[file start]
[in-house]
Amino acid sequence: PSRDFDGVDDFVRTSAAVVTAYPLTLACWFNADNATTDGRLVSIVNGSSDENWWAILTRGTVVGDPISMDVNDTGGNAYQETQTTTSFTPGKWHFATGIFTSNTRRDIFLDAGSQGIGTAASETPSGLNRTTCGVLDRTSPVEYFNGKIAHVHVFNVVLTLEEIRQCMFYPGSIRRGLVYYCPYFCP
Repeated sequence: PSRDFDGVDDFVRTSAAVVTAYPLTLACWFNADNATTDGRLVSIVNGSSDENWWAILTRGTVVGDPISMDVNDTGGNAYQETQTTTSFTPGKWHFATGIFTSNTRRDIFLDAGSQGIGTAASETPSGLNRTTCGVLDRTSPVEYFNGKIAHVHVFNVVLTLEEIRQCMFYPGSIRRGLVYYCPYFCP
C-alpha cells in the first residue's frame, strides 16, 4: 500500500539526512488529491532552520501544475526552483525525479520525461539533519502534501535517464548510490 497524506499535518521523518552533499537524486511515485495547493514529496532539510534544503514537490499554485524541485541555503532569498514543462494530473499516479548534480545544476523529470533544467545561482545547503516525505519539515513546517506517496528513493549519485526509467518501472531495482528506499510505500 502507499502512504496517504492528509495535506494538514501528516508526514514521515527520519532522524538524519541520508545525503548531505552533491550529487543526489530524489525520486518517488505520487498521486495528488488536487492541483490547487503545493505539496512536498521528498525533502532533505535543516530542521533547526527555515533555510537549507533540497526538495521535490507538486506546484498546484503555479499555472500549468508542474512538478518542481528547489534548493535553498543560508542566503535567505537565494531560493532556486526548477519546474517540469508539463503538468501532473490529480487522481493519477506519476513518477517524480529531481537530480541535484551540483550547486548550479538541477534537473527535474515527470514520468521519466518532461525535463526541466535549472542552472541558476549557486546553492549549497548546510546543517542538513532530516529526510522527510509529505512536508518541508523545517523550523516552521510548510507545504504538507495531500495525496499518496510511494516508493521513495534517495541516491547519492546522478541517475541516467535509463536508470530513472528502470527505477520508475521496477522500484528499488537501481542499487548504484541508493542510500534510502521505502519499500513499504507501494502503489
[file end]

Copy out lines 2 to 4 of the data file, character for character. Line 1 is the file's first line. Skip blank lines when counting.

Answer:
Amino acid sequence: PSRDFDGVDDFVRTSAAVVTAYPLTLACWFNADNATTDGRLVSIVNGSSDENWWAILTRGTVVGDPISMDVNDTGGNAYQETQTTTSFTPGKWHFATGIFTSNTRRDIFLDAGSQGIGTAASETPSGLNRTTCGVLDRTSPVEYFNGKIAHVHVFNVVLTLEEIRQCMFYPGSIRRGLVYYCPYFCP
Repeated sequence: PSRDFDGVDDFVRTSAAVVTAYPLTLACWFNADNATTDGRLVSIVNGSSDENWWAILTRGTVVGDPISMDVNDTGGNAYQETQTTTSFTPGKWHFATGIFTSNTRRDIFLDAGSQGIGTAASETPSGLNRTTCGVLDRTSPVEYFNGKIAHVHVFNVVLTLEEIRQCMFYPGSIRRGLVYYCPYFCP
C-alpha cells in the first residue's frame, strides 16, 4: 500500500539526512488529491532552520501544475526552483525525479520525461539533519502534501535517464548510490 497524506499535518521523518552533499537524486511515485495547493514529496532539510534544503514537490499554485524541485541555503532569498514543462494530473499516479548534480545544476523529470533544467545561482545547503516525505519539515513546517506517496528513493549519485526509467518501472531495482528506499510505500 502507499502512504496517504492528509495535506494538514501528516508526514514521515527520519532522524538524519541520508545525503548531505552533491550529487543526489530524489525520486518517488505520487498521486495528488488536487492541483490547487503545493505539496512536498521528498525533502532533505535543516530542521533547526527555515533555510537549507533540497526538495521535490507538486506546484498546484503555479499555472500549468508542474512538478518542481528547489534548493535553498543560508542566503535567505537565494531560493532556486526548477519546474517540469508539463503538468501532473490529480487522481493519477506519476513518477517524480529531481537530480541535484551540483550547486548550479538541477534537473527535474515527470514520468521519466518532461525535463526541466535549472542552472541558476549557486546553492549549497548546510546543517542538513532530516529526510522527510509529505512536508518541508523545517523550523516552521510548510507545504504538507495531500495525496499518496510511494516508493521513495534517495541516491547519492546522478541517475541516467535509463536508470530513472528502470527505477520508475521496477522500484528499488537501481542499487548504484541508493542510500534510502521505502519499500513499504507501494502503489